- neurotransmitter levels which are directly stimulated by the ANS.
But the ANS dysfunction can also be indirectly linked to problems of:
- methylation which can become dysfunctional as a result of excessive oxidative stress through excessive sympathetic arousal, gut dysfunction and the consequent glutathione depletion (a vicious cycle here);
- nutrient deficiencies which result directly from the ANS dysfunction that affects mineral levels via the adrenal axis, but also by the malabsorption due to gut dysfunction.
The list goes on and on. And to make matters more confusing, some of the secondary dysfunctions cause further dysfunctions, some of which can also perpetuate in their own right if not addressed. It becomes messy and confusing.
In my view, this dysfunction of the ANS goes way beyond an overactive sympathetic arousal or a dysfunctional HPA axis that some people suggest. It is a dysfunction and hence not regular or steady in nature and it not only affects many other hormones besides those produced via the adrenal axis; it also is essentially a nervous system dysfunction, so it is neurally mediated.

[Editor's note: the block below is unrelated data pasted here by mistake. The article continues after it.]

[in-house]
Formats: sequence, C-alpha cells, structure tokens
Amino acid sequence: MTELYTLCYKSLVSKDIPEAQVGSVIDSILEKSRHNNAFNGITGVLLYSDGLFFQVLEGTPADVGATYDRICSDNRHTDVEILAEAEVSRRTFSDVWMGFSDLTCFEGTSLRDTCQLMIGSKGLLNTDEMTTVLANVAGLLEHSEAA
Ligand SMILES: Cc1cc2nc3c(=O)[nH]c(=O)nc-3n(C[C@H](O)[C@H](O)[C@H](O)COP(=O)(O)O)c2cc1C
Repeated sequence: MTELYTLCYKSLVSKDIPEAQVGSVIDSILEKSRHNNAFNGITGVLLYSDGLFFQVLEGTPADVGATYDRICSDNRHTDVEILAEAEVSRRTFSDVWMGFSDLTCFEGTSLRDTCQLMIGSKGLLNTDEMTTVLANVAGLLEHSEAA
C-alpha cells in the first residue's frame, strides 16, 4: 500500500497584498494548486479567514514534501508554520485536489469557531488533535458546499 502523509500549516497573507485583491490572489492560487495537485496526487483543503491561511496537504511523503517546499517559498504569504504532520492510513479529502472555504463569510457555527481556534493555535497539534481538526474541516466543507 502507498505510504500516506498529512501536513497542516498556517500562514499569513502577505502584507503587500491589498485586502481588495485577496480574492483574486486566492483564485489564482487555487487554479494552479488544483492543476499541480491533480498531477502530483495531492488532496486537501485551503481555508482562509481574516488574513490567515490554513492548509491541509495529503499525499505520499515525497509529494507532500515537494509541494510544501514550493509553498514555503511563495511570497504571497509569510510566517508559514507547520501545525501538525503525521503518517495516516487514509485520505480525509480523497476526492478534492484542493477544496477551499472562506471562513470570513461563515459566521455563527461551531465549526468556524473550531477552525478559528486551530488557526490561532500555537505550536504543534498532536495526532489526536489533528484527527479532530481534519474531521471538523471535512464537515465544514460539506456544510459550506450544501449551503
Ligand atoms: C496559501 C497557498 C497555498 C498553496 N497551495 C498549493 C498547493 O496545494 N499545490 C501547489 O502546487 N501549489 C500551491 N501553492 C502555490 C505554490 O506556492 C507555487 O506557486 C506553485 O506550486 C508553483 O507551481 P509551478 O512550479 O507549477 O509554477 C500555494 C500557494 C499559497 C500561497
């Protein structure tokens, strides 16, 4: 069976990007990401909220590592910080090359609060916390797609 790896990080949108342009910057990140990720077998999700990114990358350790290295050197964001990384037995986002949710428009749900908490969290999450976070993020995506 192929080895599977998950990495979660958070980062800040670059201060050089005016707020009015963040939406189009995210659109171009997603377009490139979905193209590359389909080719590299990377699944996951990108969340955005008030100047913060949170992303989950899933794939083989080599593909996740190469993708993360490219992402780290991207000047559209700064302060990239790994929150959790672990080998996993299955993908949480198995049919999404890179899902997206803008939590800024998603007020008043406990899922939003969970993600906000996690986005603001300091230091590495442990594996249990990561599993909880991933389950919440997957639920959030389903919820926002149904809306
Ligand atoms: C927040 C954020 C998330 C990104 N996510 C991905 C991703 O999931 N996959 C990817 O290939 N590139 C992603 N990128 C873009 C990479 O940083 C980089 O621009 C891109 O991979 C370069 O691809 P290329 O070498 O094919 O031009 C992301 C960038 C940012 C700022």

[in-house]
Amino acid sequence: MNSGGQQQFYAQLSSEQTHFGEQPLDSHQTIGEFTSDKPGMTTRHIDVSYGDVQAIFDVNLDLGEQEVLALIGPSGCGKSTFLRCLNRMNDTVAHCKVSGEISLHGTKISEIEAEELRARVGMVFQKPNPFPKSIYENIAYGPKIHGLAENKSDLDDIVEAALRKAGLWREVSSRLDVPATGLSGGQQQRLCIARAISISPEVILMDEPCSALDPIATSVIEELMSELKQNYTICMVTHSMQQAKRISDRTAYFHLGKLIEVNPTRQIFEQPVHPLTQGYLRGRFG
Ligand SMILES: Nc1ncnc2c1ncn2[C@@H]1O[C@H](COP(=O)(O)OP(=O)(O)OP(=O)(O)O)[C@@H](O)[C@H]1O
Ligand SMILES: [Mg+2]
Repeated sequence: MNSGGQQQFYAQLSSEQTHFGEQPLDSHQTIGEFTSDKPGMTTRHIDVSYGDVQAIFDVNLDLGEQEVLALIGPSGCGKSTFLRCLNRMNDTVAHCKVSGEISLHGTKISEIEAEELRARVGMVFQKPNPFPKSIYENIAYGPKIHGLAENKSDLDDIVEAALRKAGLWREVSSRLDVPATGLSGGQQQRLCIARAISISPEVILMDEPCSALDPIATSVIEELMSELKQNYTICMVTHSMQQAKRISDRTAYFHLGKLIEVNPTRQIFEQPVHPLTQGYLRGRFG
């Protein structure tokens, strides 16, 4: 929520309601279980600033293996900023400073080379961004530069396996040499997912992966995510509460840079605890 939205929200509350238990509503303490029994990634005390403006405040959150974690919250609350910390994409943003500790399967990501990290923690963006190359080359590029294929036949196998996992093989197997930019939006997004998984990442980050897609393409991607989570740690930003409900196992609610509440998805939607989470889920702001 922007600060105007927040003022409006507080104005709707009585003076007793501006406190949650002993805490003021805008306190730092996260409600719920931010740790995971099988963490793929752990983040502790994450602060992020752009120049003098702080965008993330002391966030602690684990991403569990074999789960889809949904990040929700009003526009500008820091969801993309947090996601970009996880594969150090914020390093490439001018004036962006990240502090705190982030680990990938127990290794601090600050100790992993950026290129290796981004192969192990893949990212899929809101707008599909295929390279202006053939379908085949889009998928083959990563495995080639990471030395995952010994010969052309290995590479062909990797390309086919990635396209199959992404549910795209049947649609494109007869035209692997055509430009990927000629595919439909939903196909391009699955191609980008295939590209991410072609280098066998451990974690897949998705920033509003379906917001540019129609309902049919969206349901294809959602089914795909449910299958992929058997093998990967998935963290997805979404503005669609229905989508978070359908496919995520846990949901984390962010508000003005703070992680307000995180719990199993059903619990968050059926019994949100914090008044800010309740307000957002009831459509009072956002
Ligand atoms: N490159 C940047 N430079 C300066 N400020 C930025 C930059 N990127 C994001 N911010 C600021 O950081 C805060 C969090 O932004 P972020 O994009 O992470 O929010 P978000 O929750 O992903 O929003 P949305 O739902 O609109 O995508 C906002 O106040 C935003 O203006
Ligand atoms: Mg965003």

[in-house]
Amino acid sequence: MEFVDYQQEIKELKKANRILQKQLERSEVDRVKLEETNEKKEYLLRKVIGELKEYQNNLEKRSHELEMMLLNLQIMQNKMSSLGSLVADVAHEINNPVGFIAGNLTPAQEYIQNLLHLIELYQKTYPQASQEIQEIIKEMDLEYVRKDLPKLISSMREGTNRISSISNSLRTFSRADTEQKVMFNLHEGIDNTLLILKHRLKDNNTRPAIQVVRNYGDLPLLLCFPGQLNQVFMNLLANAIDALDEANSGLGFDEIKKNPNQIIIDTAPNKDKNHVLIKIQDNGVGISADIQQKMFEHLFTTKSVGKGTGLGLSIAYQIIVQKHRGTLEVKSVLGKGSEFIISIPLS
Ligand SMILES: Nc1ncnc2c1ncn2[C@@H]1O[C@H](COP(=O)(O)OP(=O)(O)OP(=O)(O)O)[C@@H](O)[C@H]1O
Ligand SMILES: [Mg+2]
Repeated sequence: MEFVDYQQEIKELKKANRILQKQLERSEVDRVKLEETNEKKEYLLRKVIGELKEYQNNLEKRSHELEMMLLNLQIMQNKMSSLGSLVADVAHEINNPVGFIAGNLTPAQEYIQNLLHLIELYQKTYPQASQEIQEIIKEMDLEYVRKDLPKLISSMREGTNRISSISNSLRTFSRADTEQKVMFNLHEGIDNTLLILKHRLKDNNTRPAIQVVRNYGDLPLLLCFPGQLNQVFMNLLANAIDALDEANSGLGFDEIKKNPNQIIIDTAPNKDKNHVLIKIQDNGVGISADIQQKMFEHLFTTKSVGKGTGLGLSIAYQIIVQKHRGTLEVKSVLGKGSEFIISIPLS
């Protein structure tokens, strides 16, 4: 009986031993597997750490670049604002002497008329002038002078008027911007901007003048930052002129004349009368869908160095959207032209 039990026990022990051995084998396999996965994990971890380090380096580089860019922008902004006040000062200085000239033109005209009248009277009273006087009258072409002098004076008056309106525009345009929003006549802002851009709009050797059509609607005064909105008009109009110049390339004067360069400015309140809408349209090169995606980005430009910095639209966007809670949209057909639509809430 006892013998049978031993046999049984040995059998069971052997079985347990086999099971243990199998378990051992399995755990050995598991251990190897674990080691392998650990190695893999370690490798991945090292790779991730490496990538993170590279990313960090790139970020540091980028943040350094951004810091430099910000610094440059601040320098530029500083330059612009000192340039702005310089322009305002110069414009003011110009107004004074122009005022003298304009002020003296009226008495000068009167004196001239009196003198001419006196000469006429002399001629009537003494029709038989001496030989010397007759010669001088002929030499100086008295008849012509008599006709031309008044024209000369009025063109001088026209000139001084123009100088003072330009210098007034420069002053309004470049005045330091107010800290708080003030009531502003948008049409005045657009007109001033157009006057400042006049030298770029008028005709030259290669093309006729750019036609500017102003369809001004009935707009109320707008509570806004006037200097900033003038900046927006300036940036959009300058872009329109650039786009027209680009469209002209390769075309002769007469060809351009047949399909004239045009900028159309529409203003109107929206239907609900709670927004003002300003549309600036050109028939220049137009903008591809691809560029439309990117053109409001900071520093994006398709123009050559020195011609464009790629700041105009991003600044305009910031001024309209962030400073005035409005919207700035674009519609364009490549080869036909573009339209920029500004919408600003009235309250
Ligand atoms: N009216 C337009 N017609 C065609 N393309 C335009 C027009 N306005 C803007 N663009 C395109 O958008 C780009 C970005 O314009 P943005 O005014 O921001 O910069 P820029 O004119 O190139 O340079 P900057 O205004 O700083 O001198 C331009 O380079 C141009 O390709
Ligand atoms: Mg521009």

A Free Copy
If you’d like to learn more about this theory and my recovery you can get a free copy of my book “CFS Unravelled” (over 250 pages) This book has taken me years of research and writing and more hours in front of the computer until the early hours of the morning, than I care to remember. My hope is that it will assist some people in their recovery.
Amazon allows me to make the book free for a number of days and hence it will be Free from the 23rd to 25th of February 2013, right here. It can be read on ANY Kindle device, PC, tablet or other computer device. For a complete list of reading apps – see here.
A Video Explanation
I’ve also produced a 40 minute movie that summarises what I believe is happening in ME/CFS. You can access to it via my website here.
Please realize, that I don’t believe in a single magic pill treatment for all. I offer an explanation that I think fits and a framework which will lead people on their own unique pathways. But I do think that focusing on the ANS dysfunction as opposed to just the secondary problems is critical because in my view, if the ANS dysfunction is not the focus of recovery and is not corrected, then any reduction in symptoms and other bodily dysfunctions will only be temporary. That’s why I speak about the importance of setting goals and creating an action plan.
I’ve recovered using the information and strategies mentioned in this book and I hope others will benefit from what I’ve learned. My hope is that 2013 is the year we all experience personal breakthroughs with chronic fatigue syndrome and fibromyalgia.